— Lectures on Modern history • Baron John Emerich Edward Dalberg Acton

... of intensity, instances of spiritual love. In the second half of the eighteenth century there appeared—timidly at first, but gradually gaining in strength and determination—a tendency to find the sole course of every erotic emotion in the personality of the beloved, a longing no longer to dissociate sexual impulse and spiritual love, but to blend them in a harmonious whole. Personality should knit body and soul together in a higher synthesis. The first signs of this longing became apparent in the ...
— The Evolution of Love • Emil Lucka

... chemical technology and a creditable triumph of manufacturing chemistry; we also see their immensely practical qualities established as a fact, and, as the author aptly remarks, no modern tanner can to-day dissociate himself from the use of synthetic tannins for the production of leather in the true sense of this word. There is no branch of leather-making where synthetic tannins cannot help ...
— Synthetic Tannins • Georg Grasser

... never been possible to dissociate her completely from Aunt Kitty. Marjory had never had a separate existence of her own. To a great many people she had never been known except as Miss Dolliver's charming niece, although to Monte she had been known more particularly ...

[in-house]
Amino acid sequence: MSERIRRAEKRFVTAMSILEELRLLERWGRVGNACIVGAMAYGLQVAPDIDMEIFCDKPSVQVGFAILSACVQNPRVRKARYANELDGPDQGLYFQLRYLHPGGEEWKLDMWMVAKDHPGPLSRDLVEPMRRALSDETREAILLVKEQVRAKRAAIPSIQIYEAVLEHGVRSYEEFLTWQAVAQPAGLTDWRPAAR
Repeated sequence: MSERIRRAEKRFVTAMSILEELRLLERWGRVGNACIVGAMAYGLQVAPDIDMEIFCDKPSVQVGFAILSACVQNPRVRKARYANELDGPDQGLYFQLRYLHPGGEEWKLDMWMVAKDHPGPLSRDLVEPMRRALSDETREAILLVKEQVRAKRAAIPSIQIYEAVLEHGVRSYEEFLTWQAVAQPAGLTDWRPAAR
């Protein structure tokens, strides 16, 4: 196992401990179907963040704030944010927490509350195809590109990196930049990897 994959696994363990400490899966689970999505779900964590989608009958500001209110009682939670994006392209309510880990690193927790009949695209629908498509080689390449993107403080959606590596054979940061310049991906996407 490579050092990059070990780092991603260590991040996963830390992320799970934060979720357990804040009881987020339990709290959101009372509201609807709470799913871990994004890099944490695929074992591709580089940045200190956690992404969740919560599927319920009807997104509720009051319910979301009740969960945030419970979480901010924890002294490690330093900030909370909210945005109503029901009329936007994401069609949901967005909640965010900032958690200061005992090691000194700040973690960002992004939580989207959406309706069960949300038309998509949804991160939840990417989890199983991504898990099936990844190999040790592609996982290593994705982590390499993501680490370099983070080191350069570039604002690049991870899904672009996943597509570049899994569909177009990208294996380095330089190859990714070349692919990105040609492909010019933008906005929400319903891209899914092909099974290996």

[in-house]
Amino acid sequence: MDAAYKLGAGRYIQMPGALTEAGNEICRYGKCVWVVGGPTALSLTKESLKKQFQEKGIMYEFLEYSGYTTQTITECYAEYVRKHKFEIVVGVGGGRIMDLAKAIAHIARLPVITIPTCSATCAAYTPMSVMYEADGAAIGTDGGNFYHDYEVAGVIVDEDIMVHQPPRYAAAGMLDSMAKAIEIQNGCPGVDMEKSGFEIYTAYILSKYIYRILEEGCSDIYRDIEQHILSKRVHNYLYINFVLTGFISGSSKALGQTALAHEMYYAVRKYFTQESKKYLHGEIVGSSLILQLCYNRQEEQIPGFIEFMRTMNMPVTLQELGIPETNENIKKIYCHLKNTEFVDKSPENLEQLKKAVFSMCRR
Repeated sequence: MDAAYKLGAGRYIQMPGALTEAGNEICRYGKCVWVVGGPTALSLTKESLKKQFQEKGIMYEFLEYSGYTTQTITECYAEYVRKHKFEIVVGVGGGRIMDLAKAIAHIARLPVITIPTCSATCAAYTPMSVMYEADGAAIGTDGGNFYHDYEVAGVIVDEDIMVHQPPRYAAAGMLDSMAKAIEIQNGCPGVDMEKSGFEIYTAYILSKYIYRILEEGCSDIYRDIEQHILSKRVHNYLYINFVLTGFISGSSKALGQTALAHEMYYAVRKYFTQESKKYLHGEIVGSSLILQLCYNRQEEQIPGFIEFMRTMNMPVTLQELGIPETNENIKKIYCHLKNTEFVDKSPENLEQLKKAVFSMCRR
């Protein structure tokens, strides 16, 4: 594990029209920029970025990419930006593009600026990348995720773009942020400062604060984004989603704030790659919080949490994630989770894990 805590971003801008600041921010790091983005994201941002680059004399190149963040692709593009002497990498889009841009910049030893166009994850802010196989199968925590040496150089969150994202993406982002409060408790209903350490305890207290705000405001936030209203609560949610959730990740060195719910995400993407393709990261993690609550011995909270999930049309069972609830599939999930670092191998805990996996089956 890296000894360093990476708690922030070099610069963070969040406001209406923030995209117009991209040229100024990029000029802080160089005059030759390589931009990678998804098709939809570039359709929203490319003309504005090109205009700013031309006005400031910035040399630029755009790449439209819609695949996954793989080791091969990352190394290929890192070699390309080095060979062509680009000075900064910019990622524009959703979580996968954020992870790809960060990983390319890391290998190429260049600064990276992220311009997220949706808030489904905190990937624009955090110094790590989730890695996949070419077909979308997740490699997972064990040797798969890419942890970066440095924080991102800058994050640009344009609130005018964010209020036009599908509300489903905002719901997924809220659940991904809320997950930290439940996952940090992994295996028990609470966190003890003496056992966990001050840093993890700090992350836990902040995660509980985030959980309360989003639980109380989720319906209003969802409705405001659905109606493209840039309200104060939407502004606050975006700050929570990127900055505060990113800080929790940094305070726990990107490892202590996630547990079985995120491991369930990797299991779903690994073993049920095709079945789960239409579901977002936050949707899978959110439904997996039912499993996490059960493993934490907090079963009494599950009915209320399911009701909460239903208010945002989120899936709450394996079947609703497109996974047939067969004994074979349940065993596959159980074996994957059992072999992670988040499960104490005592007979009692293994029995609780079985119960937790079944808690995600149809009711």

— The Triflers • Frederick Orin Bartlett

... we learn to dissociate our conception of ourselves from particular circumstances, and to rest upon our ABSOLUTE nature, as reflections of the Divine ideal, we, in our turn, reflect back into the Divine Imagination its original conception of itself as expressed ...
— The Dore Lectures on Mental Science • Thomas Troward

... give direction, or encouragement, or assistance, of whatever nature. From those who are members of evil confederations we should not be kept back, but, while avoiding the means of temptation to sin, be led to urge them to dissociate themselves from societies that would lead them to ruin, and to connect with others that tend to happiness and peace and honour. The ignorant we ought to instruct and endeavour to reform; the irreligious we ought to warn, and, in a spirit of true compassion, to use means to turn from the ...
— The Ordinance of Covenanting • John Cunningham

Words linked to "Dissociate" :   tell, part, divorce, split, split up, severalize, break, differentiate, break down, dissociation, chemistry, dissociative, secern, disjoint, distinguish, chemical science, separate, decompose, associate, break up, decouple, disassociate, secernate, severalise, tell apart